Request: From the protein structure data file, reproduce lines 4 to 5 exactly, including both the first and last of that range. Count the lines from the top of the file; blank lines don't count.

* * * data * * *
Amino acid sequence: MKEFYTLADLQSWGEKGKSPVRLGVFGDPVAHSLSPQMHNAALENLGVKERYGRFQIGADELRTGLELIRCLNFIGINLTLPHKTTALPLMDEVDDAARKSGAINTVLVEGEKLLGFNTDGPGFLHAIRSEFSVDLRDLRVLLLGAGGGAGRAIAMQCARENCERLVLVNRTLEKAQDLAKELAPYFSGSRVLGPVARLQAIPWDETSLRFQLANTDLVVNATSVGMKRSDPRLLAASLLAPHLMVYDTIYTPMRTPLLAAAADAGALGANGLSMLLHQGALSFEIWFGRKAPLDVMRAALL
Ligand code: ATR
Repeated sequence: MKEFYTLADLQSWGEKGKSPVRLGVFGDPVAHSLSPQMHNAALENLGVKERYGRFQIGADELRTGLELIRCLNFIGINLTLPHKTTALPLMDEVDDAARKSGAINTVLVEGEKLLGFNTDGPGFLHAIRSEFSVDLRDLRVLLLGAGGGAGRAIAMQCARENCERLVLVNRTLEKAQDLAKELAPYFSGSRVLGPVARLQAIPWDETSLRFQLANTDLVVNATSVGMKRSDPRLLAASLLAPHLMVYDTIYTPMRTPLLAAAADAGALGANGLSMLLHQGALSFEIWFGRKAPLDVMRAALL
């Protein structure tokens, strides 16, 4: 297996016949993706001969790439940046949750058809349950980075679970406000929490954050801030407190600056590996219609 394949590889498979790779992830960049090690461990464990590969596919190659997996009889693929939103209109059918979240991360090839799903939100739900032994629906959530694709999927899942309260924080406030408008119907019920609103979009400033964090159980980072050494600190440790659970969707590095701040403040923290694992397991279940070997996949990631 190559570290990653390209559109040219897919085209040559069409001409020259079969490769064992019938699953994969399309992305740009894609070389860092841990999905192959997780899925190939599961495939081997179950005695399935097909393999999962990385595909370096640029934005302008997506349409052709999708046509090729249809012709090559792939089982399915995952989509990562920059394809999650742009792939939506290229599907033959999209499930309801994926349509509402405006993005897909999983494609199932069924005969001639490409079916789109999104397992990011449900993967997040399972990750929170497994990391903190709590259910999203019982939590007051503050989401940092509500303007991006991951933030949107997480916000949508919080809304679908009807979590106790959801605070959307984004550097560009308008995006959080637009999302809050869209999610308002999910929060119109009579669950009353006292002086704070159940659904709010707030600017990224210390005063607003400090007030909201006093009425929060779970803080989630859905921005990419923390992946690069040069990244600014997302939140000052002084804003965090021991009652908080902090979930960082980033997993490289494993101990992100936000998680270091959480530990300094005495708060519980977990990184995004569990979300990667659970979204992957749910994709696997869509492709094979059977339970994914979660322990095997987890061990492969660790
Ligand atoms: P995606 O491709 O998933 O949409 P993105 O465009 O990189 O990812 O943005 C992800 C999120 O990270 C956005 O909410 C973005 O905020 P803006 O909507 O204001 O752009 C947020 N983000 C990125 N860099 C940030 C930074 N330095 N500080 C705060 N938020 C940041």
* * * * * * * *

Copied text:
């Protein structure tokens, strides 16, 4: 297996016949993706001969790439940046949750058809349950980075679970406000929490954050801030407190600056590996219609 394949590889498979790779992830960049090690461990464990590969596919190659997996009889693929939103209109059918979240991360090839799903939100739900032994629906959530694709999927899942309260924080406030408008119907019920609103979009400033964090159980980072050494600190440790659970969707590095701040403040923290694992397991279940070997996949990631 190559570290990653390209559109040219897919085209040559069409001409020259079969490769064992019938699953994969399309992305740009894609070389860092841990999905192959997780899925190939599961495939081997179950005695399935097909393999999962990385595909370096640029934005302008997506349409052709999708046509090729249809012709090559792939089982399915995952989509990562920059394809999650742009792939939506290229599907033959999209499930309801994926349509509402405006993005897909999983494609199932069924005969001639490409079916789109999104397992990011449900993967997040399972990750929170497994990391903190709590259910999203019982939590007051503050989401940092509500303007991006991951933030949107997480916000949508919080809304679908009807979590106790959801605070959307984004550097560009308008995006959080637009999302809050869209999610308002999910929060119109009579669950009353006292002086704070159940659904709010707030600017990224210390005063607003400090007030909201006093009425929060779970803080989630859905921005990419923390992946690069040069990244600014997302939140000052002084804003965090021991009652908080902090979930960082980033997993490289494993101990992100936000998680270091959480530990300094005495708060519980977990990184995004569990979300990667659970979204992957749910994709696997869509492709094979059977339970994914979660322990095997987890061990492969660790
Ligand atoms: P995606 O491709 O998933 O949409 P993105 O465009 O990189 O990812 O943005 C992800 C999120 O990270 C956005 O909410 C973005 O905020 P803006 O909507 O204001 O752009 C947020 N983000 C990125 N860099 C940030 C930074 N330095 N500080 C705060 N938020 C940041």